A virus carried by a rare species of tree squirrel found in Central America has resulted in the death of three professional animal handlers, and scientists are struggling to figure out why.
At least three German citizens have died from complications related to a virus spread by a rare species of squirrel. According to a report from Live Science, the victims, who were all professional squirrel handlers, contracted the virus after coming into contact with variegated squirrels carrying the disease. Now, a new study shows how the virus managed to spread from the animals to their handlers.
The variegated squirrel, a rare tree squirrel from Southern Mexico and Central America, has shown that it has the potential to transmit the virus to humans. Scientists aren’t positive how the captive animals contracted the variegated squirrel 1 bornavirus (VSBV-1). They are still trying to determine if the virus originated in Central America or was contracted at a later time.
According to Martin Beer, the head of virus diagnostics at the Friedrich-Loeffler Institute in Insel Riems, Germany, VSBV-1 can be easily transmitted to humans handling squirrels that are infected. The victims each developed a condition called encephalitis, or massive swelling in the brain. They died between two and four months after coming into contracting the virus.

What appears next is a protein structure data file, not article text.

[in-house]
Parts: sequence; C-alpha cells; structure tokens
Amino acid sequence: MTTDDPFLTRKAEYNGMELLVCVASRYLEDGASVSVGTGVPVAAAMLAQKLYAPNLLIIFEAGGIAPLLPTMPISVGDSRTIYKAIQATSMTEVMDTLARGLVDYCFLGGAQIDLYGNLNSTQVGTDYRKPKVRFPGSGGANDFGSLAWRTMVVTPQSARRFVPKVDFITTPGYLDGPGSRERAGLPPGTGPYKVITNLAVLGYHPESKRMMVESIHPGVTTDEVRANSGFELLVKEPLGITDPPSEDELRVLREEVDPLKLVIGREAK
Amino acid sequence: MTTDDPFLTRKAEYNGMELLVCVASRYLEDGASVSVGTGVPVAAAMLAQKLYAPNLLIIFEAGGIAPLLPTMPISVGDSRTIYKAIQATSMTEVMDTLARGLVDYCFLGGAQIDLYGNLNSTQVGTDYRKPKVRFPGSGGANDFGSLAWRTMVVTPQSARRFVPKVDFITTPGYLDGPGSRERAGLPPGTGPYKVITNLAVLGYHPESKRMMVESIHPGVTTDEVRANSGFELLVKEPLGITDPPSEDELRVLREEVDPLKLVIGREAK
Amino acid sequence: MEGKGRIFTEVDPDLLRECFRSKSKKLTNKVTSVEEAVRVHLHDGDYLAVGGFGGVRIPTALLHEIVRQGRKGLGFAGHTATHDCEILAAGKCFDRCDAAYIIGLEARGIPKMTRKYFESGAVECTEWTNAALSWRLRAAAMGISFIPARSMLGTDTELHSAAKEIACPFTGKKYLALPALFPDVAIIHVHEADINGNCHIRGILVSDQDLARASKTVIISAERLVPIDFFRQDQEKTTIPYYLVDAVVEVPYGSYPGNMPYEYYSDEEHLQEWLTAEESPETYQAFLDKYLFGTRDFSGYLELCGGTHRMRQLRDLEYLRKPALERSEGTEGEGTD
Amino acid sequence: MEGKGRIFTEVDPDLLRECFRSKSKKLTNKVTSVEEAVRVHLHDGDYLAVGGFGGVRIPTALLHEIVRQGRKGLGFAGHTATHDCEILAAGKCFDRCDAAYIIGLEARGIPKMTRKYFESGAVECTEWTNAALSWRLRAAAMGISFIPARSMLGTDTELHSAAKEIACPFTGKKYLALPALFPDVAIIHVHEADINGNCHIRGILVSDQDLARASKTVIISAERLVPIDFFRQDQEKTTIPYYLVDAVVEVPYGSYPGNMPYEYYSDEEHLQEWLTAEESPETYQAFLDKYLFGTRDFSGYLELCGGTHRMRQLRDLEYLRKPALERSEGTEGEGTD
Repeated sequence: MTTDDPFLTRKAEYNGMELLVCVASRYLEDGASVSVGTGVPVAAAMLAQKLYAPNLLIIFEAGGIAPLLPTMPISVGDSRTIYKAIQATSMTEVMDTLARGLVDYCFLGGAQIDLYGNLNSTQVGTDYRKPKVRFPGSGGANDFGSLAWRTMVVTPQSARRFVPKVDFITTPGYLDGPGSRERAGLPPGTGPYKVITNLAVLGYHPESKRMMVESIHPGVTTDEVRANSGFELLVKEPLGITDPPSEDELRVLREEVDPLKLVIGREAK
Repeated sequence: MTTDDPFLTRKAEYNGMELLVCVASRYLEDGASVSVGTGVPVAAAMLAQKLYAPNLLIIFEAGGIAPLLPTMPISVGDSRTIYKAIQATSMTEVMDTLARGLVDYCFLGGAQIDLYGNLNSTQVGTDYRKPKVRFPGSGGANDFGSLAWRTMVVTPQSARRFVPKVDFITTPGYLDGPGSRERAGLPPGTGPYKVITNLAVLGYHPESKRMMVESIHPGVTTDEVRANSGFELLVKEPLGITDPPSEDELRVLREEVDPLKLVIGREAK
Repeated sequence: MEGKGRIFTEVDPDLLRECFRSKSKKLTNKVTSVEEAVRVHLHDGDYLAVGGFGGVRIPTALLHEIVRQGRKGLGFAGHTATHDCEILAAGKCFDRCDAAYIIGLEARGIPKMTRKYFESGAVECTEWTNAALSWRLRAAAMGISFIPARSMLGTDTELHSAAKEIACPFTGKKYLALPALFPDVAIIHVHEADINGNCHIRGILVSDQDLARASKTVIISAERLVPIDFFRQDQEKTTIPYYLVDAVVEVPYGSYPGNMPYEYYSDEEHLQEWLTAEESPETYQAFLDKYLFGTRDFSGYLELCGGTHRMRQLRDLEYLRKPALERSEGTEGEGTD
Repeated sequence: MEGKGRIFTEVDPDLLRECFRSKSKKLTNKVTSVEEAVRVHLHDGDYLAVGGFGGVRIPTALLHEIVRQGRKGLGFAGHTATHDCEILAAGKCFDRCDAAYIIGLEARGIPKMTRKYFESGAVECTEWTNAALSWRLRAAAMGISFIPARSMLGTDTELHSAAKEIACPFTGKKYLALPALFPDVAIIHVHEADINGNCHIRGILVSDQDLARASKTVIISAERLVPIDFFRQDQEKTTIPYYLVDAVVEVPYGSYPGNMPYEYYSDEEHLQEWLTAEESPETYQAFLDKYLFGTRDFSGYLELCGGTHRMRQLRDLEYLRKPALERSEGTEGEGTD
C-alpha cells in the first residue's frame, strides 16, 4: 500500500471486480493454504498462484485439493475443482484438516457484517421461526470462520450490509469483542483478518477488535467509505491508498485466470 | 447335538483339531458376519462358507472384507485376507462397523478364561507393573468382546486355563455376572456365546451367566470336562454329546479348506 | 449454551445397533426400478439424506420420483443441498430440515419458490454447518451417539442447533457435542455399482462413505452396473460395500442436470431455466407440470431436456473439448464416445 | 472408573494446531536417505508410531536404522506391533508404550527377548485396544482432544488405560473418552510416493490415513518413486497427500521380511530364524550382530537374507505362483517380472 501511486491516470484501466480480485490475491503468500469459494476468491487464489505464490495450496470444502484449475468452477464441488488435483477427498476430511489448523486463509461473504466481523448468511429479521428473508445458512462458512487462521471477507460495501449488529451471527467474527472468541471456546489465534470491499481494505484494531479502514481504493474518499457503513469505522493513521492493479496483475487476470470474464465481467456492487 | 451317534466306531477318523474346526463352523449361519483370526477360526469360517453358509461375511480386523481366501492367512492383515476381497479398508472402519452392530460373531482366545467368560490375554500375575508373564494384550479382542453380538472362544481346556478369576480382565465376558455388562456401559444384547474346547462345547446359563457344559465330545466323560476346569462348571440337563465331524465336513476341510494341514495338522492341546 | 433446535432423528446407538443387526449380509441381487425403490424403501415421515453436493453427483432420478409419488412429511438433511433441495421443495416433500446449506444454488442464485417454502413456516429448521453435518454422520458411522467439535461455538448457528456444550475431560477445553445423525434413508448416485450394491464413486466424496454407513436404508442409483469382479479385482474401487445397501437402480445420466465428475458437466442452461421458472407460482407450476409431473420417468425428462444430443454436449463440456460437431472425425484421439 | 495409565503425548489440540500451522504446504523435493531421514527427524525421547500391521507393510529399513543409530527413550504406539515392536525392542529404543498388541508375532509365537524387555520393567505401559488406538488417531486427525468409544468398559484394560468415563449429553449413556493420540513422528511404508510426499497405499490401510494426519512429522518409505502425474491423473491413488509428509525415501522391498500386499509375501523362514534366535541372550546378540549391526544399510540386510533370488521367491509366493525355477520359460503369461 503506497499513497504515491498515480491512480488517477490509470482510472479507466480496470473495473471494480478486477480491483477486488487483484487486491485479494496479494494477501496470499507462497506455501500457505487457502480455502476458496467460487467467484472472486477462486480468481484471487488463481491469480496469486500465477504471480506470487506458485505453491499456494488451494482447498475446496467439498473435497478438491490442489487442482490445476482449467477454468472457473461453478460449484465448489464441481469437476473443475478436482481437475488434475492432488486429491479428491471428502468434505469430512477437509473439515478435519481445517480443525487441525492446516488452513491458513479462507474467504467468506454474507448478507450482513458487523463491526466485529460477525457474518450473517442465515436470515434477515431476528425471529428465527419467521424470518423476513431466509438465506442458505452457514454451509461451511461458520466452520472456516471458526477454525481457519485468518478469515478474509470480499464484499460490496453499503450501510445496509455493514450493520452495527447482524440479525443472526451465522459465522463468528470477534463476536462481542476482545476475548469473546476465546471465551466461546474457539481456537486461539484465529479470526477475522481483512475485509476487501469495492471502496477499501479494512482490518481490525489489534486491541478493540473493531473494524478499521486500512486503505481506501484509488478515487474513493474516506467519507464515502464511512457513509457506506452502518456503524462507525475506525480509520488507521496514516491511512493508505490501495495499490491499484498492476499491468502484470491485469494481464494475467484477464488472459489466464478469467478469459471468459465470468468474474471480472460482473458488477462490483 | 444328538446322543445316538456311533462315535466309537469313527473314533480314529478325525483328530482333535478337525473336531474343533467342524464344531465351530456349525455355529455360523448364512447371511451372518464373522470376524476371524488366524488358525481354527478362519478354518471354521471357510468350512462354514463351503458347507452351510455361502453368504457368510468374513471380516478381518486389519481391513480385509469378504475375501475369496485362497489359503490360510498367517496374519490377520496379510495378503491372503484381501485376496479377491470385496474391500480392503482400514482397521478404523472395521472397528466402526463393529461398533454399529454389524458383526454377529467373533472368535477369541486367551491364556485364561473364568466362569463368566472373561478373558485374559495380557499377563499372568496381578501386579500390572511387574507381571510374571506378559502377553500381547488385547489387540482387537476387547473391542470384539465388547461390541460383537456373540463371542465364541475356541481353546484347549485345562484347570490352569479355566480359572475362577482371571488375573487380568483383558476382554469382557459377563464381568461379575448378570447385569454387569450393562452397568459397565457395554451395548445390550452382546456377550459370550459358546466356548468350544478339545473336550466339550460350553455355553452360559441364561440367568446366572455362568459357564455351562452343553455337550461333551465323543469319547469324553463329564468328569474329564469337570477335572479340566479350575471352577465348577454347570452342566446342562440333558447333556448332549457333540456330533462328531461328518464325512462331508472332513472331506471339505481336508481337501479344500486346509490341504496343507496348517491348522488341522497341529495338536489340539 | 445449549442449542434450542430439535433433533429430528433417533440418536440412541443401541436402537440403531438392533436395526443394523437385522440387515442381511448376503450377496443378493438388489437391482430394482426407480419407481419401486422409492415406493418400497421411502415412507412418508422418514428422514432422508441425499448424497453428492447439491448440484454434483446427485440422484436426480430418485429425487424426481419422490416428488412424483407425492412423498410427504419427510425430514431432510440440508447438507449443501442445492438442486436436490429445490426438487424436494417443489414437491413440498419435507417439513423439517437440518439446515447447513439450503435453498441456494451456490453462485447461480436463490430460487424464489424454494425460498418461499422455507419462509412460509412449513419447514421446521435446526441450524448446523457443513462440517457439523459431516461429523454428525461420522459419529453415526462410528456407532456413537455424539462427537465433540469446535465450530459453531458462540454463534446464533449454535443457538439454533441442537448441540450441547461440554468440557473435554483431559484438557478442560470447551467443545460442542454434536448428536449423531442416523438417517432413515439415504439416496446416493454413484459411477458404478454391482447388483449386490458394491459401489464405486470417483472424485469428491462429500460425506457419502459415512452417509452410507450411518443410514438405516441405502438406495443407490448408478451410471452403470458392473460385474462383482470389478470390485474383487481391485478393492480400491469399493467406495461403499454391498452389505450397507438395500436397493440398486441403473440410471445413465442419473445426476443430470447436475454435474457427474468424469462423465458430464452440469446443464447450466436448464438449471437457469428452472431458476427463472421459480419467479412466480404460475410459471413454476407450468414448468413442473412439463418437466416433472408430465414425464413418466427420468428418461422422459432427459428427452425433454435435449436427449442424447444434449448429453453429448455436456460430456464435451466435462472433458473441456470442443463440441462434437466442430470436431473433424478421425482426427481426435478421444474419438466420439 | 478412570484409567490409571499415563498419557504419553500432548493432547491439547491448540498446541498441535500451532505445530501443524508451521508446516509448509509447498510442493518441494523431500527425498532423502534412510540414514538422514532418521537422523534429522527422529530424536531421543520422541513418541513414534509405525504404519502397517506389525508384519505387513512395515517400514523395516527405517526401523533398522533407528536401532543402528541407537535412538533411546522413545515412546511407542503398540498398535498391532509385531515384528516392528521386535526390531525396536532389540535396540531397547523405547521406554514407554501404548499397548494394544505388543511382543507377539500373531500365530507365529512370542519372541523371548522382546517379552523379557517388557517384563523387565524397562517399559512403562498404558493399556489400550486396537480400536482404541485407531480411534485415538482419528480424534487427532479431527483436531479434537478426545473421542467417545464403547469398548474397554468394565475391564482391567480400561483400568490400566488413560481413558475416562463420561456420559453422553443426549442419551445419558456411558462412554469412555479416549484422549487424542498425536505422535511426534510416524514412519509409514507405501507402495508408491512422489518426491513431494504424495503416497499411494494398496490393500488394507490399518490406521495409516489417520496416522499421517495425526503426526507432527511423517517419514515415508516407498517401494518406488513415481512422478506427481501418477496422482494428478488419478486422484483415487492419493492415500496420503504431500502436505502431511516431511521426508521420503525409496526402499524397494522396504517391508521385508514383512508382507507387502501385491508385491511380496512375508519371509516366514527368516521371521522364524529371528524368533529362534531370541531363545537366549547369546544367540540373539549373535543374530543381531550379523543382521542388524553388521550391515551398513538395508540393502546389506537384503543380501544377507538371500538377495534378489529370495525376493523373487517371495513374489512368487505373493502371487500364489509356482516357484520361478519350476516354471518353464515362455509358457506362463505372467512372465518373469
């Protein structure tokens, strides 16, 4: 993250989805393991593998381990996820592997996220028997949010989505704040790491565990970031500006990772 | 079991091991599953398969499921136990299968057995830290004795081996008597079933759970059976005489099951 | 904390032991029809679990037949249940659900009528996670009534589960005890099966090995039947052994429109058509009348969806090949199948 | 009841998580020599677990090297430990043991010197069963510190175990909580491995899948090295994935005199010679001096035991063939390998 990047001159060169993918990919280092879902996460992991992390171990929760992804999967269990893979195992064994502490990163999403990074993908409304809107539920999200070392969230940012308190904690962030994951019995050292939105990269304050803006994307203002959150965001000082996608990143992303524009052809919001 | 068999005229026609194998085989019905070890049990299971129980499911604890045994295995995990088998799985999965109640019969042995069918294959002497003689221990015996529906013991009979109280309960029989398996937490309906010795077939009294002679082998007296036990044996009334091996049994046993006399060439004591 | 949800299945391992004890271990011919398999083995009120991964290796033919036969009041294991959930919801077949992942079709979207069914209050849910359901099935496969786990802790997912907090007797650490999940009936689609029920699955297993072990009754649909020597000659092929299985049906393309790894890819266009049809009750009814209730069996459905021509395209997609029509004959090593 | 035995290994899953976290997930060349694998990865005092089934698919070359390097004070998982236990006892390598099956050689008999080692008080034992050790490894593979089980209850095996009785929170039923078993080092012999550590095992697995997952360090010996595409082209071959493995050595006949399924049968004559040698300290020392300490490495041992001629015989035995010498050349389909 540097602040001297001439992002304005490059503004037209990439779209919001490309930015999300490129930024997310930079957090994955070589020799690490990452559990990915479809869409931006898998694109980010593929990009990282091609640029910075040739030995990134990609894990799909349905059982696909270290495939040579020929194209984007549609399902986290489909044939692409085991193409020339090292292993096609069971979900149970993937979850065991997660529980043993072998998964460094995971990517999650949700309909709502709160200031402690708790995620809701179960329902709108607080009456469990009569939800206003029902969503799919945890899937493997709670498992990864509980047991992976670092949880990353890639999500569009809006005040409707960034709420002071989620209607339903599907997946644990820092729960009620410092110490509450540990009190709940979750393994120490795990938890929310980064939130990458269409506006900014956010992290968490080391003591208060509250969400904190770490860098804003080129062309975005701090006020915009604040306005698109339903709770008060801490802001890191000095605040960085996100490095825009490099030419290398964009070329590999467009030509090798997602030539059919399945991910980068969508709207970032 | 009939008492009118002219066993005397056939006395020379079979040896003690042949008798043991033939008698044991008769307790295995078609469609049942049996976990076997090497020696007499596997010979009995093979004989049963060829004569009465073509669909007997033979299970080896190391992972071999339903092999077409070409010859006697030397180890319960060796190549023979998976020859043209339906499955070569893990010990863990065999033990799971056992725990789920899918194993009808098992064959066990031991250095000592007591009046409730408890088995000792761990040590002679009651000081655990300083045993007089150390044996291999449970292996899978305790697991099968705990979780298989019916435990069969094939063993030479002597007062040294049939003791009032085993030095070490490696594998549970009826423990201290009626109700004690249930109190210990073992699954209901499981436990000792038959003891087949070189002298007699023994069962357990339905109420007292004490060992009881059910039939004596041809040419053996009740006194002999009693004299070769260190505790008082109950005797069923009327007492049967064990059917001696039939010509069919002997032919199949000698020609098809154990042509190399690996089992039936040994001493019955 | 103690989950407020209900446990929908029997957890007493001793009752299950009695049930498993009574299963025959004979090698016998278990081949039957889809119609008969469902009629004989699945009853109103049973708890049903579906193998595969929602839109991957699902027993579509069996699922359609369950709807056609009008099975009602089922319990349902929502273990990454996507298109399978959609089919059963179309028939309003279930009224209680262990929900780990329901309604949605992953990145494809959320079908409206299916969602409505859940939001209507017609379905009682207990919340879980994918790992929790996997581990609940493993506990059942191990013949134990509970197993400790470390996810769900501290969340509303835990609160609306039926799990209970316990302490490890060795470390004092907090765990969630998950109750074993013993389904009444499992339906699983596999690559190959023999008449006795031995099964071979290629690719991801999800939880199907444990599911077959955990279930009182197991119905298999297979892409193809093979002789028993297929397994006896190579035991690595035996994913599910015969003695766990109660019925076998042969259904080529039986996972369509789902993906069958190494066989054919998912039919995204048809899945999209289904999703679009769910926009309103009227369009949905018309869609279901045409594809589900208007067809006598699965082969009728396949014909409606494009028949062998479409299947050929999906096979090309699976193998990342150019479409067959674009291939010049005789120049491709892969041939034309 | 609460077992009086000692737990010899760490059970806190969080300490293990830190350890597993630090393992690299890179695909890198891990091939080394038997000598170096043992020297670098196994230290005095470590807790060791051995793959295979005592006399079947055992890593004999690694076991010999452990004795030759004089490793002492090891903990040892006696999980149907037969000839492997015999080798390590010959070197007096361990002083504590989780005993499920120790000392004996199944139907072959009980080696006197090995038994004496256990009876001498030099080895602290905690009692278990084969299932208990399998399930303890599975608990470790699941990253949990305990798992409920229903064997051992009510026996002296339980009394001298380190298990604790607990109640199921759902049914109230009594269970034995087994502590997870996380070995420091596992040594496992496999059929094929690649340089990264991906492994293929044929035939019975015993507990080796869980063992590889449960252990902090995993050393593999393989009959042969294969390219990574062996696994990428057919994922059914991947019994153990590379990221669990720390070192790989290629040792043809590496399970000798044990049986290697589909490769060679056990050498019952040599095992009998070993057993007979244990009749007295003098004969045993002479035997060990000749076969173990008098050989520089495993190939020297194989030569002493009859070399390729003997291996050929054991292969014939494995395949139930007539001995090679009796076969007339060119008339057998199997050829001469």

One of the men was bitten, while the other two were scratched by the squirrels. They all died from complications related to the virus between 2011 and 2013. Each of the victims was over the age of 60, and was experiencing other health conditions that likely made them more susceptible to the virus.
Bornaviruses usually infect animals such as birds, horses, and sheep, and scientists have been unsure if they could be passed along to humans. Other symptoms of the virus include chills, weakness, fever, difficulty walking, and confusion.
Scientists believe that this version of the virus is only found in variegated squirrels, and cannot be transmitted between humans. They warn against handling any variegated squirrels that might be infected, dead or alive.